How To Clean Your Tentsile
After a season of adventures into the great outdoors, it’s not always fun to think about cleaning your gear. We’ve put together this simple guide to help keep your Tentsile fresh and clean, ready for many years’ outings!
photo credit: Tommy Ferlatte
1. First, check and prep your Tentsile. Some of the great outdoors may have followed you home, so make sure it’s all gone before your next trip! Watch out for sharp twigs or stones, and, while tree sap can be messy, it won’t damage your Tentsile. Products like Scrubba by Teufelberger are specifically designed to clean load bearing textiles, good to wipe off sap along with the next step…
2. Clean with gentle products. With warm water, non-detergent soap and a non-abrasive sponge, gently scrub dirty patches. Many household soaps may contain bleach or perfumes. These scents can attract creepy crawlies, critters, or bigger animals! Avoiding bleach, stain remover and dishwashing liquids will also help protect the durable water repellent coating on your Tentsile’s floor and rainfly. Thoroughly rinse away soap with water, if you notice any uncertain smells when camping it may be left over cleaning product in the fabric.
**Never machine wash or dry a tent! These machines can stretch, tear and cause heat damage to the fabric, insect mesh and seams.
3. Inspect and treat your rainfly. While cleaning, keep a close eye on your rainfly. Keeping this in good condition can be the difference between a cosy night in nature and a soggy sleep outside! Water-proofing sprays used for most tents can be applied to your Tentsile; just make sure to read the individual instructions.
4. A simple scrub to keep straps clean. While straps may be more durable than the fabric and rainfly, treating them with a little TLC will help to prolong their lifespan. Again, a gentle detergent must be used with warm water. Grab your soft sponge and start wiping away dirt and debris. While all of our straps use polyester to limit water absorption, they still need to be hung out to dry fully before packing away.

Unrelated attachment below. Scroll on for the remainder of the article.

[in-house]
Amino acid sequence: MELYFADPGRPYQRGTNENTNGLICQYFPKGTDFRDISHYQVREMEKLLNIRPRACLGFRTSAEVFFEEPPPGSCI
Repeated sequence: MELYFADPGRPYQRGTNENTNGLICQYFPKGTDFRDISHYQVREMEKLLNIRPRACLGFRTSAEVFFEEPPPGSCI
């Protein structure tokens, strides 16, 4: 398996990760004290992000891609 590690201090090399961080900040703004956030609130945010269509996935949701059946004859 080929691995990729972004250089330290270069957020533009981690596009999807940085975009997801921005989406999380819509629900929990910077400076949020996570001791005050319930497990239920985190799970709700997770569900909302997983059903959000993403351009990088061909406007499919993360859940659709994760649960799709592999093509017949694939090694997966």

5. Keep your ratchets in good, clean condition. Wipe away dirt with a damp cloth to maintain the ratchet in full working order. Maintenance oils can be applied to moving parts, but avoid using vegetable and cooking oils. Products like ‘Duck Oil’ by Swarfega lubricates and protects the ratchet without attracting dirt and residue.
6. Thoroughly air-dry your Tentsile. This is important after every outing and cleaning. For the Tentsile Tree Tent this could mean full set up for a few hours, or simply insert the poles with the inner tent flat on clean ground. Otherwise, hang it in a shady spot until completely dry and airy - Make sure it’s not in direct sunlight, as water can add to the effects of UV rays.
Only when completely dry can you then pack it up and store…
7. Store the Tentsile bag flat in a cool, dry place. For the fabric and rainfly, warm and damp storage spots (like an attic or basement) will only help mould and mildew to spread. If you can’t find a cool, dry alternative, placing the Tentsile bag in a sealed container will do the job. Additionally, for the particularly vigilant, storing tent bags flat, instead of an upright position, can prevent damage to poles.